Knowledge artifacts may function as “boundary objects” that assist participants in interacting across various professional, social, and cultural boundaries . Boundary objects are modified and shaped according to the local needs of participants. Simultaneously, these objects have identity that remains relatively stable across contexts. Boundary objects are created to assist the participating communities to achieve their epistemic objectives and to foster mutual understanding between them.

See also the boundary crossing, boundary zone.

References

Bowker, G. C. & Star, S. L. (1999). Sorting Things Out: Classification and its Consequences. USA: Massachusetts Institute of Technology.

Star, S. L. (1989). The Structure of Ill-Structured Solutions: Boundary Objects and Heterogeneous Distributed Problem Solving. In L. Gasser & M. N. Huhns (Eds), Distributed Artificial Intelligence. Volume II. London: Pitman Publishing, 37-54.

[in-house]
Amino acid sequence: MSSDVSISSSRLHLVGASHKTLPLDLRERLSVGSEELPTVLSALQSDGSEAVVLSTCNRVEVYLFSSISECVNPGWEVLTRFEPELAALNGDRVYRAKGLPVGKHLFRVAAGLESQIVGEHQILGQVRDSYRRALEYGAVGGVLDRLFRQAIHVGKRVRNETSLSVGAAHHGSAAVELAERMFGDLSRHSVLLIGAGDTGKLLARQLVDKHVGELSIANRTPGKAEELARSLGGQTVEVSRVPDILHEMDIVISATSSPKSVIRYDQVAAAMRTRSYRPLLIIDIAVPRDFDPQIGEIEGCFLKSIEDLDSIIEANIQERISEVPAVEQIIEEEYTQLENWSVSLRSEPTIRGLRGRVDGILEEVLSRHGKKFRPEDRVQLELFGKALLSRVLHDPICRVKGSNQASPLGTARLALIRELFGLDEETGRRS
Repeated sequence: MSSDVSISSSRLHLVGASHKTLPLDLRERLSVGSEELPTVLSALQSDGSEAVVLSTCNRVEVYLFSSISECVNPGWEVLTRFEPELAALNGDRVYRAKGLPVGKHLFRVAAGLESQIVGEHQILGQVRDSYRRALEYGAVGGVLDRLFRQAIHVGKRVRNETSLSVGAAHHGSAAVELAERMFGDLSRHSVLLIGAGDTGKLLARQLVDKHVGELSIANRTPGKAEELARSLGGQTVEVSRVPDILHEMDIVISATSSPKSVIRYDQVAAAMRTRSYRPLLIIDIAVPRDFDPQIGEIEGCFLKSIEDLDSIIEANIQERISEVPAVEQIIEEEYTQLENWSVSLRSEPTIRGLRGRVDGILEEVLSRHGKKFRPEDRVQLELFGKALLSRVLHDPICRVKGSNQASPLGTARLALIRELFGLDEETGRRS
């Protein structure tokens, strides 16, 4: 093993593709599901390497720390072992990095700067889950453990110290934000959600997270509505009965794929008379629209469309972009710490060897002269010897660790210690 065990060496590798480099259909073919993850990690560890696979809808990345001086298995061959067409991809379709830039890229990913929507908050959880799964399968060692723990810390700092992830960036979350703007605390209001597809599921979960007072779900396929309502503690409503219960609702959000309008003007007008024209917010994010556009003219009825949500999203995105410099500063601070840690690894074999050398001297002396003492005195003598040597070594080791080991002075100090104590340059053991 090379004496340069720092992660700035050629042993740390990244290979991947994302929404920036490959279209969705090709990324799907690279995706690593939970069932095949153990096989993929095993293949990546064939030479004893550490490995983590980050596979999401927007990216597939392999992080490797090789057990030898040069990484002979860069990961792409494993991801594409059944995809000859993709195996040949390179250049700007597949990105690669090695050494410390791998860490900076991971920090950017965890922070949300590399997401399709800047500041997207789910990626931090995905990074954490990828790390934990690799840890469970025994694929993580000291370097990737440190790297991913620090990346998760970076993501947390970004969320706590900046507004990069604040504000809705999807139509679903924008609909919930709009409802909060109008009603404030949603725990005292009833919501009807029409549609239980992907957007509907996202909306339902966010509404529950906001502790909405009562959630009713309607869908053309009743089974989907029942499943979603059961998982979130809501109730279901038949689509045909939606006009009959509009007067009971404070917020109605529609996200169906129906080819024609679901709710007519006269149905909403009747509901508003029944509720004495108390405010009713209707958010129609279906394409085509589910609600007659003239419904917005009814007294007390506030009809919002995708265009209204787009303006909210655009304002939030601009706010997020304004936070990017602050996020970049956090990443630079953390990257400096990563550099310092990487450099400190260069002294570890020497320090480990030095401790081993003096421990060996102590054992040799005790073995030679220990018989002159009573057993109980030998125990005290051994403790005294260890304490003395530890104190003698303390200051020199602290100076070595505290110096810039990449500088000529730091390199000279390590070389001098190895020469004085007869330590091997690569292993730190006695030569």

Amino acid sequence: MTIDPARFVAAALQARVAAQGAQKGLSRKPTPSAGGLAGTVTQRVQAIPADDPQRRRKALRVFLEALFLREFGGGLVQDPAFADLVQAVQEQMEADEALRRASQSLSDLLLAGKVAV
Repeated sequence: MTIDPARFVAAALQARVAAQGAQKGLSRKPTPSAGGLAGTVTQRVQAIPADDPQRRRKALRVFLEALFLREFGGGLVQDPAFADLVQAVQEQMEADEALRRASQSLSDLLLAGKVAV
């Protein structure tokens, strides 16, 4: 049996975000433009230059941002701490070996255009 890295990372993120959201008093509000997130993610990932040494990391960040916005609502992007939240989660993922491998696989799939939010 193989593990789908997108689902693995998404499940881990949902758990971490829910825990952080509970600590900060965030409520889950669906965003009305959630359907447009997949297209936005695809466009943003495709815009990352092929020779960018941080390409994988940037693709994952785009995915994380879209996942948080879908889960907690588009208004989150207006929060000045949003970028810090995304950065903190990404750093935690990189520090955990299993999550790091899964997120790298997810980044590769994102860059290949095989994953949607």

Star, S. L. & Griesemer, J. R. (1989). Institutional Ecology, ‘Translations’ and Boundary Objects: Amateurs and Professionals in Berkeley’s Museum of Vertebrate Zoology, 1907-39. Social Studies of Science, 19, 387-420.


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